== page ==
Who is Tom Massey, the gardener who designed the first organic garden at the RHS Chelsea Flower Show?


Tom Massey is an award-winning garden designer and landscape designer and in September he will design and execute the first-ever organic exhibition garden at the RHS Chelsea Flower Show 2021.

Designed by Tom Massey and supported by Sarah Mead, sponsor Yeo Valley Organic, Yeo Valley Organic Garden will be a celebration of the wildlife, habitats and plants found in Somerset. You can read a detailed profile on the design of the garden here.

But who is Tom Massey – London College of Garden Design graduate and BBC Two’s presenter Your garden made perfect – about to make history at the biggest gardening event on the annual calendar? We caught up with Tom to ask him questions about his take on Chelsea, his organic gardening practices and what the future holds after Chelsea’s first-ever fall flower show …

Chelsea’s first organic show garden – it’s a hit …

    As far as we know, this has never been done before. I am determined to create a garden free of pesticides and chemical fertilizers, using peat-free soil and minimal plastic. Other show gardens have incorporated organic elements, but I think the Yeo Valley Organic Garden is the first attempt to grow everything organically.

    RHS | Tom Massey

    Does that make him more stressful?

    Gardening this way is less predictable, but it makes it more exciting. Sarah Mead, Yeo Valley’s chief gardener, has made it clear that winning a medal is definitely secondary to creating a truly organic garden and one that promotes that approach. This is my fifth show garden, so I’m familiar with the process, but I’m sure I won’t feel relaxed the day before judging!

    Take us for a walk in your garden …

    We have planned a mix of perennials and ornamental grasses. There will be meadows and woods with birch, willow, medlar and quince, so it will look like a little slice of Somerset. A stream will flow along a stepping stone path leading to a hanging oak skin in the shape of an egg by Tom Raffield. Mendip’s Stone Blocks and Charred Logs come from the farmlands of Yeo Valley and will be returned there after the show ends.

    Tom Massey’s RHS Medal History:

    • RHS Silver-Gilt Medal at Chelsea 2018 for the Lemon Tree Trust Garden
    • RHS Silver-Gilt Medal at Hampton Court 2017 for Perennial Sanctuary Garden
    • RHS Gold Medal and ‘Best Conceptual Garden’ at Hampton Court 2016 for UNHCR’s ‘Border Control’ Garden

      Is organic just sloppy and buggy?

      We want to prove that it can also be beautiful. Of course, not using chemical pesticides means plants are more prone to aphids, grape weevils, and slugs, but there are some good, chemical-free pesticides like SB Invigorator. Organic plants don’t grow as big but are more resilient because they don’t depend on chemicals for survival.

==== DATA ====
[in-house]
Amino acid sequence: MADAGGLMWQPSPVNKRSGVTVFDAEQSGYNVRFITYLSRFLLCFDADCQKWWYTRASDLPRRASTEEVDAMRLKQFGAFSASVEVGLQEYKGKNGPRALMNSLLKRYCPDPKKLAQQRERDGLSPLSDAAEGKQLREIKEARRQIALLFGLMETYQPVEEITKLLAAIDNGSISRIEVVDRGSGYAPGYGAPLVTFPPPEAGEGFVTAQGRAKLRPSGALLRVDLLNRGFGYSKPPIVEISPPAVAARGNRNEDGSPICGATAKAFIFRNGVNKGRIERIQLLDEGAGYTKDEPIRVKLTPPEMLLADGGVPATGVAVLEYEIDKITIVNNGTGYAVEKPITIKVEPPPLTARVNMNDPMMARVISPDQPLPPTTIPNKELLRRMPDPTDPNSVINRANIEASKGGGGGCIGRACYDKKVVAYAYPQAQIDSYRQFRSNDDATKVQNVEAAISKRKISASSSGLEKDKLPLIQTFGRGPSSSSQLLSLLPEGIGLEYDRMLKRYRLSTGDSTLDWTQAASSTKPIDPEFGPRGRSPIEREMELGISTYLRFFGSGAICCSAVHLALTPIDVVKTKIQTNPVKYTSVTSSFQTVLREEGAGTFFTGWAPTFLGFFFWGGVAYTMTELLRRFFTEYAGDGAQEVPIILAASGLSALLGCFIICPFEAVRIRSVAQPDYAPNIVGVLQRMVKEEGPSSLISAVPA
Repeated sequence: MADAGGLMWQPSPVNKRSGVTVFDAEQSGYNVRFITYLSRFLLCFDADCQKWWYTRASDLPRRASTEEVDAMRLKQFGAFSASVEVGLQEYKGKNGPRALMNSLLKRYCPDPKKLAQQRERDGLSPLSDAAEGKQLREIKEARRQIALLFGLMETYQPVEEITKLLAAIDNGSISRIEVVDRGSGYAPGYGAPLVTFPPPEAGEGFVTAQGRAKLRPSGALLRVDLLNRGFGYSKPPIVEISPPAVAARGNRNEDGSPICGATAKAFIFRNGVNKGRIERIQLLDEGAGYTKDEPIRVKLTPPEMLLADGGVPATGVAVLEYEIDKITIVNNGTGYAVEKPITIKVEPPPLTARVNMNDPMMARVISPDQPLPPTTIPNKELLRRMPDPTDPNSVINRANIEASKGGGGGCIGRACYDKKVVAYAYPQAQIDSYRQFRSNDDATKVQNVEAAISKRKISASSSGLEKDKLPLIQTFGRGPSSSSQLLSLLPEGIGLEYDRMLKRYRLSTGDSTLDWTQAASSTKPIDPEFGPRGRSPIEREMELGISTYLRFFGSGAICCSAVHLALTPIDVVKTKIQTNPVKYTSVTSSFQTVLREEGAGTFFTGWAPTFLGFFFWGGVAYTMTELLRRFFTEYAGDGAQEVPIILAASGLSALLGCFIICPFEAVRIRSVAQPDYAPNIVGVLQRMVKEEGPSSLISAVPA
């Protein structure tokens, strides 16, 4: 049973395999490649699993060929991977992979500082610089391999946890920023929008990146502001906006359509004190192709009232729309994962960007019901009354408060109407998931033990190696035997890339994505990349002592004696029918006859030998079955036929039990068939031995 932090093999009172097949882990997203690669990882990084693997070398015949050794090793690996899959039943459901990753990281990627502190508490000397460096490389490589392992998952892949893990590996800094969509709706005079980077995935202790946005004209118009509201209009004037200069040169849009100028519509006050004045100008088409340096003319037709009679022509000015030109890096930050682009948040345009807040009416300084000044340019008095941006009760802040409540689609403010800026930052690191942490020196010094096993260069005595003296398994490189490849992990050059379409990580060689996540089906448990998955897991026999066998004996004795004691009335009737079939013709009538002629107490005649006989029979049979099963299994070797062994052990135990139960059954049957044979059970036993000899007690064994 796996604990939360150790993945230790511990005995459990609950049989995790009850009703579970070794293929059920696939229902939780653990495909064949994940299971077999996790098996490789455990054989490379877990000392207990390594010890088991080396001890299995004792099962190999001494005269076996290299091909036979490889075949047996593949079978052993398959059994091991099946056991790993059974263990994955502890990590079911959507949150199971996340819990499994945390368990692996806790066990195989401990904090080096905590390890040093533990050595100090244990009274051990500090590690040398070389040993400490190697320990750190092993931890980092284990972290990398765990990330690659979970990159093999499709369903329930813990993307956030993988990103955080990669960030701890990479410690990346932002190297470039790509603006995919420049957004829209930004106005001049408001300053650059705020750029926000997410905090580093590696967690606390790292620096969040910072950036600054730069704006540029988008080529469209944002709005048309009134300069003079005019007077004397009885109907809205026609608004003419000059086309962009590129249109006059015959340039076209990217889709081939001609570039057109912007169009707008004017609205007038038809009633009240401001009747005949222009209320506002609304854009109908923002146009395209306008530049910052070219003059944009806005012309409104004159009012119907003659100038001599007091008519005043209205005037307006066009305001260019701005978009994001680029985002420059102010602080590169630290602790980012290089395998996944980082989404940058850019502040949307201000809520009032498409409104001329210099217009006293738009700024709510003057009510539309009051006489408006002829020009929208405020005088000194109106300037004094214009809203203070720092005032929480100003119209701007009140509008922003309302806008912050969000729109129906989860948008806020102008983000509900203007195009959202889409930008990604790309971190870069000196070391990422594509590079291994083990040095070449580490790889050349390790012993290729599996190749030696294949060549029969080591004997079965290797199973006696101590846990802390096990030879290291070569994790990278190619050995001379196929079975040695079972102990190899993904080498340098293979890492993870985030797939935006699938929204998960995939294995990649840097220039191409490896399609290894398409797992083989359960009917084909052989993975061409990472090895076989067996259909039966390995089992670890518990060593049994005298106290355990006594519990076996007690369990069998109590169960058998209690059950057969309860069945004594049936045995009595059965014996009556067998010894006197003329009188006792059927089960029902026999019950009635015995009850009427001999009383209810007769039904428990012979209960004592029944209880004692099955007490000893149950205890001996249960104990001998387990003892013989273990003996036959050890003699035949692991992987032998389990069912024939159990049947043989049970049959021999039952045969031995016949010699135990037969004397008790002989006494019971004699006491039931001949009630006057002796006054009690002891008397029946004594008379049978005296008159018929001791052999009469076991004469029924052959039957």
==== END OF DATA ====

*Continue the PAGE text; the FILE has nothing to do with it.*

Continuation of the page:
Do you have any other bug-fixing tips?

      Encourage predators in your garden – a small pond will bring in toads that like to eat slugs. Or, if you know a plant is susceptible to pests, place a bird feeder nearby – birds will do without.

      More news on Chelsea:

        Could the Chelsea Flower Show go fully organic?

        Things are already changing, with the peat-free show. The next step could be to ban pesticides and chemical fertilizers and ask exhibitors to use organic potting soil. I think judges should also offer ratings for sustainability as an incentive. For me, it’s about protecting the natural world. Currently, 40% of insect species in the UK are in decline, with a third listed as ‘endangered’. If we continue to use insecticides,
        we envision a mass extinction of insects in the next 50 years.

        How is the show different this year?

        Sarah and I were thrilled when the show was scheduled for September. We were due to exhibit in 2020, when it was canceled. I didn’t want the plants to go to waste, so we delivered them to hospitals. A few have been kept for this year. It has been a challenge to keep them vibrant, but the organic principles encourage reuse on a well-tended garden and the ferns and herbs are fuller. I love to see fruit on the trees and silhouettes of seed heads against the low fall light.

        What’s in the diary after Chelsea?

        I shoot a second series of Your garden made perfect for BBC Two and recently created a “mobile” orchard planted with pallets near the Olympic Park. I also work on residential projects – from Yorkshire to Cornwall. I want to create beautiful gardens that improve the environment and support wildlife.

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